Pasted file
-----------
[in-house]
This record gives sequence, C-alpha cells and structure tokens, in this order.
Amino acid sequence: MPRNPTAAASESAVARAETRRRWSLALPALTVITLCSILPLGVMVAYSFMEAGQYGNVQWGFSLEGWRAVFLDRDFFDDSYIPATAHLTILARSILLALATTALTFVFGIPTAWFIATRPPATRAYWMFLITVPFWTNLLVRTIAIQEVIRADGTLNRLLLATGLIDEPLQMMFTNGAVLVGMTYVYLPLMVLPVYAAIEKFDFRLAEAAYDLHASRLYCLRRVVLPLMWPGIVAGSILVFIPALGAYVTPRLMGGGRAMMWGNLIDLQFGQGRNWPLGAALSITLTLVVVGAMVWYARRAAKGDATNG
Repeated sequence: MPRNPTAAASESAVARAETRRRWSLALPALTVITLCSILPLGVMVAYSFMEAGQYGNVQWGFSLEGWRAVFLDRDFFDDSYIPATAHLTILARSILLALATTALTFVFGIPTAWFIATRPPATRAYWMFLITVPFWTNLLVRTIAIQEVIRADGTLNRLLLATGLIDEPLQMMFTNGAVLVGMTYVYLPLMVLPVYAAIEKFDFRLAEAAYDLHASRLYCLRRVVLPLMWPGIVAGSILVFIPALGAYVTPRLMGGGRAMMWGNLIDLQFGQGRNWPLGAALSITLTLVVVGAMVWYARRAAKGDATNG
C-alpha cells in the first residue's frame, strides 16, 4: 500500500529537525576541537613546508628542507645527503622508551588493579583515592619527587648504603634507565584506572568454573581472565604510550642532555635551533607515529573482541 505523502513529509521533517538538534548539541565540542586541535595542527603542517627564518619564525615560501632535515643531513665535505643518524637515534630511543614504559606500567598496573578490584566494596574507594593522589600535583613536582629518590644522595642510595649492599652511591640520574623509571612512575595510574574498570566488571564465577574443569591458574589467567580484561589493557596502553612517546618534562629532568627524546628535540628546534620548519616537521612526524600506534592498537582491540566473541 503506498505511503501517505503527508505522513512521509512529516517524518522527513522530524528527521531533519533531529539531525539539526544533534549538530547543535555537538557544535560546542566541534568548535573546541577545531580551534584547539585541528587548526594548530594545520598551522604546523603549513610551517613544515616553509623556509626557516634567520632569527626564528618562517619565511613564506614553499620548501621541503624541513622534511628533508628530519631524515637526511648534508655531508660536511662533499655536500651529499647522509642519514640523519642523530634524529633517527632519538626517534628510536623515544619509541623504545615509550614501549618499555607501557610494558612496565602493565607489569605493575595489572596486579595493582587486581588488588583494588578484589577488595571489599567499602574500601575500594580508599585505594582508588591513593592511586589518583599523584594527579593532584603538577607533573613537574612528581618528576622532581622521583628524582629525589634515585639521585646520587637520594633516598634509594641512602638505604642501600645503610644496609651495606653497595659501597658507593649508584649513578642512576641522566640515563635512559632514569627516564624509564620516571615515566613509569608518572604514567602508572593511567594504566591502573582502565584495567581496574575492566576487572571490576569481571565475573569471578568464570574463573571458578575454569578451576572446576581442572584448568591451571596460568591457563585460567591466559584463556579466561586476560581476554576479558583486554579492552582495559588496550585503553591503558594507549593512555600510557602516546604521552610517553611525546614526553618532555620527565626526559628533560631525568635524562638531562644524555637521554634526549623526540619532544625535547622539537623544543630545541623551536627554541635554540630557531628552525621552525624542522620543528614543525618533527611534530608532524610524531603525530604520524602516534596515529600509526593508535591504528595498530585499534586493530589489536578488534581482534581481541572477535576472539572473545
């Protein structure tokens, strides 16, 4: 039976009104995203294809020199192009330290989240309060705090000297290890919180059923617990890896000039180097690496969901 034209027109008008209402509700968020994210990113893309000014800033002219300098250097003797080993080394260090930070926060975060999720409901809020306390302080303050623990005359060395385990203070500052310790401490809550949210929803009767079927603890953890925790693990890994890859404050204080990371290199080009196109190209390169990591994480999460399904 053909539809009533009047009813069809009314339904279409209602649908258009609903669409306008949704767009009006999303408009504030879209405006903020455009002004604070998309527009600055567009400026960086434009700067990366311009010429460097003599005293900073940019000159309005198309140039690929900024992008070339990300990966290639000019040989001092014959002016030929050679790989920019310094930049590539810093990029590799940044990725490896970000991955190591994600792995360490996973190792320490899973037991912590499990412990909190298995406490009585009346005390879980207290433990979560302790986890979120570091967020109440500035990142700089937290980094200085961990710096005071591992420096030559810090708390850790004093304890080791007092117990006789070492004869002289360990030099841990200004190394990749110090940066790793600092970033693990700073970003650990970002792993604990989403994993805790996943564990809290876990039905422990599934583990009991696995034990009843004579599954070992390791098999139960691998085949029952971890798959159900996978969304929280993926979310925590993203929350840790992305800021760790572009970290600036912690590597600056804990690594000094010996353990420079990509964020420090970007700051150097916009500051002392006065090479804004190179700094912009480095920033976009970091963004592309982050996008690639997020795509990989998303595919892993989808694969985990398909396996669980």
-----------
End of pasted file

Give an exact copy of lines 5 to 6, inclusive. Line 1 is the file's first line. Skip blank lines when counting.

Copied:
C-alpha cells in the first residue's frame, strides 16, 4: 500500500529537525576541537613546508628542507645527503622508551588493579583515592619527587648504603634507565584506572568454573581472565604510550642532555635551533607515529573482541 505523502513529509521533517538538534548539541565540542586541535595542527603542517627564518619564525615560501632535515643531513665535505643518524637515534630511543614504559606500567598496573578490584566494596574507594593522589600535583613536582629518590644522595642510595649492599652511591640520574623509571612512575595510574574498570566488571564465577574443569591458574589467567580484561589493557596502553612517546618534562629532568627524546628535540628546534620548519616537521612526524600506534592498537582491540566473541 503506498505511503501517505503527508505522513512521509512529516517524518522527513522530524528527521531533519533531529539531525539539526544533534549538530547543535555537538557544535560546542566541534568548535573546541577545531580551534584547539585541528587548526594548530594545520598551522604546523603549513610551517613544515616553509623556509626557516634567520632569527626564528618562517619565511613564506614553499620548501621541503624541513622534511628533508628530519631524515637526511648534508655531508660536511662533499655536500651529499647522509642519514640523519642523530634524529633517527632519538626517534628510536623515544619509541623504545615509550614501549618499555607501557610494558612496565602493565607489569605493575595489572596486579595493582587486581588488588583494588578484589577488595571489599567499602574500601575500594580508599585505594582508588591513593592511586589518583599523584594527579593532584603538577607533573613537574612528581618528576622532581622521583628524582629525589634515585639521585646520587637520594633516598634509594641512602638505604642501600645503610644496609651495606653497595659501597658507593649508584649513578642512576641522566640515563635512559632514569627516564624509564620516571615515566613509569608518572604514567602508572593511567594504566591502573582502565584495567581496574575492566576487572571490576569481571565475573569471578568464570574463573571458578575454569578451576572446576581442572584448568591451571596460568591457563585460567591466559584463556579466561586476560581476554576479558583486554579492552582495559588496550585503553591503558594507549593512555600510557602516546604521552610517553611525546614526553618532555620527565626526559628533560631525568635524562638531562644524555637521554634526549623526540619532544625535547622539537623544543630545541623551536627554541635554540630557531628552525621552525624542522620543528614543525618533527611534530608532524610524531603525530604520524602516534596515529600509526593508535591504528595498530585499534586493530589489536578488534581482534581481541572477535576472539572473545
């Protein structure tokens, strides 16, 4: 039976009104995203294809020199192009330290989240309060705090000297290890919180059923617990890896000039180097690496969901 034209027109008008209402509700968020994210990113893309000014800033002219300098250097003797080993080394260090930070926060975060999720409901809020306390302080303050623990005359060395385990203070500052310790401490809550949210929803009767079927603890953890925790693990890994890859404050204080990371290199080009196109190209390169990591994480999460399904 053909539809009533009047009813069809009314339904279409209602649908258009609903669409306008949704767009009006999303408009504030879209405006903020455009002004604070998309527009600055567009400026960086434009700067990366311009010429460097003599005293900073940019000159309005198309140039690929900024992008070339990300990966290639000019040989001092014959002016030929050679790989920019310094930049590539810093990029590799940044990725490896970000991955190591994600792995360490996973190792320490899973037991912590499990412990909190298995406490009585009346005390879980207290433990979560302790986890979120570091967020109440500035990142700089937290980094200085961990710096005071591992420096030559810090708390850790004093304890080791007092117990006789070492004869002289360990030099841990200004190394990749110090940066790793600092970033693990700073970003650990970002792993604990989403994993805790996943564990809290876990039905422990599934583990009991696995034990009843004579599954070992390791098999139960691998085949029952971890798959159900996978969304929280993926979310925590993203929350840790992305800021760790572009970290600036912690590597600056804990690594000094010996353990420079990509964020420090970007700051150097916009500051002392006065090479804004190179700094912009480095920033976009970091963004592309982050996008690639997020795509990989998303595919892993989808694969985990398909396996669980």